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Encyclopedia > German East Africa

German East Africa (German: Deutsch-Ostafrika) was Germany's colony in East Africa, including what is now Burundi, Rwanda, and Tanganyika, the mainland part of present Tanzania. It came into existence during the 1880s and ended during World War I, when the area was taken over by the British and Belgium. It measured 384,170 mi² (994,996 km²) in size or about ten times the size of Taiwan. It has been suggested that this article or section be merged with Colonialism. ...  Eastern Africa (UN subregion)  East African Community  Central African Federation (defunct)  geographic, including above East Africa or Eastern Africa is the easternmost region of the African continent, variably defined by geography or geopolitics. ... Flag of Tanganyika Tanganyika was an East African republic within the Commonwealth of Nations, named after Lake Tanganyika, which formed its western border. ... // Events and Trends Technology Development and commercial production of electric lighting Development and commercial production of gasoline-powered automobile by Karl Benz, Gottlieb Daimler and Maybach First commercial production and sales of phonographs and phonograph recordings. ... Combatants Allied Powers: British Empire France Kingdom of Italy Russian Empire Kingdom of Serbia United States Central Powers: Austria-Hungary Bulgaria German Empire Ottoman Empire Commanders Douglas Haig John Jellicoe Ferdinand Foch Nikolay II Nikolay Yudenich Radomir Putnik Woodrow Wilson John Pershing Wilhelm II Reinhard Scheer Franz Josef I Oskar...

Location of German East Africa.
Location of German East Africa.

Contents

Image File history File links German_East_Africa. ... Image File history File links German_East_Africa. ...


Foundation

The colony's story begins with Karl Peters, an adventurer who founded the "Society for German Colonization" and had signed some treaties with native chiefs of the mainland across from Zanzibar. On March 3, 1885, the German government announced that it had granted an imperial charter (secretly, on February 17) to Peters' company, and intended to establish a protectorate in East Africa. Peters then recruited a variety of specialists who fanned out across the country, south to the Rufiji River, and north to Witu, near Lamu on the coast. Karl Peters (September 27, 1856 - September 10, 1918), German traveller in Africa, one of the founders of German East Africa (East Africa, todays Tanzania), was born at Neuhaus on the Elbe, the son of a Lutheran clergyman. ... The Society for German Colonization (Gesellschaft für Deutsche Kolonisation) was founded on March 28, 1884 by Dr. Karl Peters. ... Map of Zanzibars main island Zanzibar (IPA pronunciation: ), as used today, is the collective name for two East African islands off mainland Tanzania: Unguja (also called Zanzibar) and Pemba. ... March 3 is the 62nd day of the year in the Gregorian Calendar (63rd in leap years). ... 1885 (MDCCCLXXXV) is a common year starting on Thursday. ... February 17 is the 48th day of the year in the Gregorian calendar. ... The Rufiji River lies entirely within the African nation of Tanzania. ... Wituland (also Witu or Swahililand) was an approximately 3000 km² territory in East Africa centered on the town of Witu just inland from Indian Ocean port of Lamu north of the mouth of the Tana River in what is now Kenya. ... Lamu town is the largest town on Lamu Island, which in turn is a part of the Lamu Archipelago in Kenya, (coordinates ). Lamu town is also the headquarters of Lamu District. ...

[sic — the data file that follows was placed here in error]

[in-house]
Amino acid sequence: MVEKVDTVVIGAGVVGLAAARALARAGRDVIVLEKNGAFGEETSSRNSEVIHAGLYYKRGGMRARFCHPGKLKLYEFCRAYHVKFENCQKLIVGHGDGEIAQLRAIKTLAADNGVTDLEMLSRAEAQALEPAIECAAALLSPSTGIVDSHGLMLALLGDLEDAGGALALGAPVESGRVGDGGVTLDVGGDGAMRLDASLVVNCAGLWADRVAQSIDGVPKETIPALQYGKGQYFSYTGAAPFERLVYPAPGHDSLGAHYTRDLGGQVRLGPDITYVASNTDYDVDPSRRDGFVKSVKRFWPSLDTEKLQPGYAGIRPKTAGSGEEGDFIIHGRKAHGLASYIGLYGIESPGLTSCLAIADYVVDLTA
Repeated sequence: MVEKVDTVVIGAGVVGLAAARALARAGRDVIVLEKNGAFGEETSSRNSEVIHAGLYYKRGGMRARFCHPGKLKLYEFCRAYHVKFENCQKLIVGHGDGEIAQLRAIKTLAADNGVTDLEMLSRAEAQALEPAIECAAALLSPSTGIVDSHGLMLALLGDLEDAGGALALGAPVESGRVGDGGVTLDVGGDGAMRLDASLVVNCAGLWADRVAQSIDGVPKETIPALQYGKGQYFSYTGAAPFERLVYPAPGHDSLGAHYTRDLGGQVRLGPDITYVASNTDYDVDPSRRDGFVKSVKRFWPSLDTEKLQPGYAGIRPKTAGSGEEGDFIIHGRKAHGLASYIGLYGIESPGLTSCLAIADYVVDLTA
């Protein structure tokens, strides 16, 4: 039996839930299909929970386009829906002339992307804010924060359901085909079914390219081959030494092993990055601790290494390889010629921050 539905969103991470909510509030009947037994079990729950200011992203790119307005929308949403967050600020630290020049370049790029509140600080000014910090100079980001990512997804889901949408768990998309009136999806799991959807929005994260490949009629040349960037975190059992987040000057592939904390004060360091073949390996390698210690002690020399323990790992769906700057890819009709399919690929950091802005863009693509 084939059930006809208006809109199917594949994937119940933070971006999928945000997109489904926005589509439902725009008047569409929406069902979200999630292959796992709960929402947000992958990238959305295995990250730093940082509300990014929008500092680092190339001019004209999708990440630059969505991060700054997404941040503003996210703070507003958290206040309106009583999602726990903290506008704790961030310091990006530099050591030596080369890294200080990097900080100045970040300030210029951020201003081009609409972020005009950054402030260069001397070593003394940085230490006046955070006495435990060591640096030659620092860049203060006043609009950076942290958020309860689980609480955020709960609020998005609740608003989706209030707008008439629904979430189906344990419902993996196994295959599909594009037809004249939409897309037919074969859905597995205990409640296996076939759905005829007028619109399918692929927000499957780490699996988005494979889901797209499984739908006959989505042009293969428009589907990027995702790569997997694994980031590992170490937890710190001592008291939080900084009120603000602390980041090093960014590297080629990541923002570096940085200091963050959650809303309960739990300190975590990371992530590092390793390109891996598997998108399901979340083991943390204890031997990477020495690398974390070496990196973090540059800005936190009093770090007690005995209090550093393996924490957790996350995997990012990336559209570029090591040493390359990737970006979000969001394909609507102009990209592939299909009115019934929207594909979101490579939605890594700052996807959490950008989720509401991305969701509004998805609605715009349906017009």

Historic map of German East Africa - 1888

When the Sultan of Zanzibar protested (as he considered himself the ruler of the mainland), Bismarck sent five warships (including Stosch, Gneisenau and Prinz Adalbert), which arrived August 7 and trained their guns on the Sultan's palace. The net result was that the British and Germans agreed to divide the mainland into spheres of influence, and without British support the Sultan had to go along. Image File history File links Download high-resolution version (800x1280, 375 KB) File links The following pages on the English Wikipedia link to this file (pages on other projects are not listed): German East Africa Maps of Tanzania ... Image File history File links Download high-resolution version (800x1280, 375 KB) File links The following pages on the English Wikipedia link to this file (pages on other projects are not listed): German East Africa Maps of Tanzania ... The Sultan in Disneys Aladdin A Sultan (Arabic: سلطان) is an Islamic title, with several historical meanings. ... Bismarck redirects here. ... August 7 is the 219th day of the year in the Gregorian Calendar (220th in leap years), with 146 days remaining. ...


The Germans quickly established their rule over Bagamoyo, Dar es Salaam and Kilwa. The Abushiri Revolt revolt that started in 1888 was put down (with British help) in the following year. In 1890, London and Berlin made a deal that gave Heligoland to Germany, and defined the limits of German East Africa (the exact borders remained ill-defined until 1910). The town of Bagamoyo is the oldest town in Tanzania, founded by the end of the 18th century. ... Dar es Salaam (دار السلام), formerly Mzizima, is the largest city (pop. ... Kilwa Kisiwani is an Islamic community on an island off the coast of East Africa, in present day Tanzania. ... The Abushiri Revolt was an insurrection in 1888-9 by the Arab population of the areas of the East African coast which were granted to Germany by the Sultan of Zanzibar in 1888. ... 1888 (MDCCCLXXXVIII) is a leap year starting on Sunday (click on link for calendar) of the Gregorian calendar or a leap year starting on Tuesday of the Julian calendar. ... 1890 (MDCCCXC) was a common year starting on Wednesday (see link for calendar) of the Gregorian calendar (or a common year starting on Friday of the Julian calendar). ... Heligoland (in German, Helgoland and in North Frisian, Lun, Hålilönj) is a small German archipelago in the North Sea. ... 1910 (MCMX) was a common year starting on Saturday (see link for calendar) of the Gregorian calendar or a common year starting on Sunday of the 13-day slower Julian calendar. ...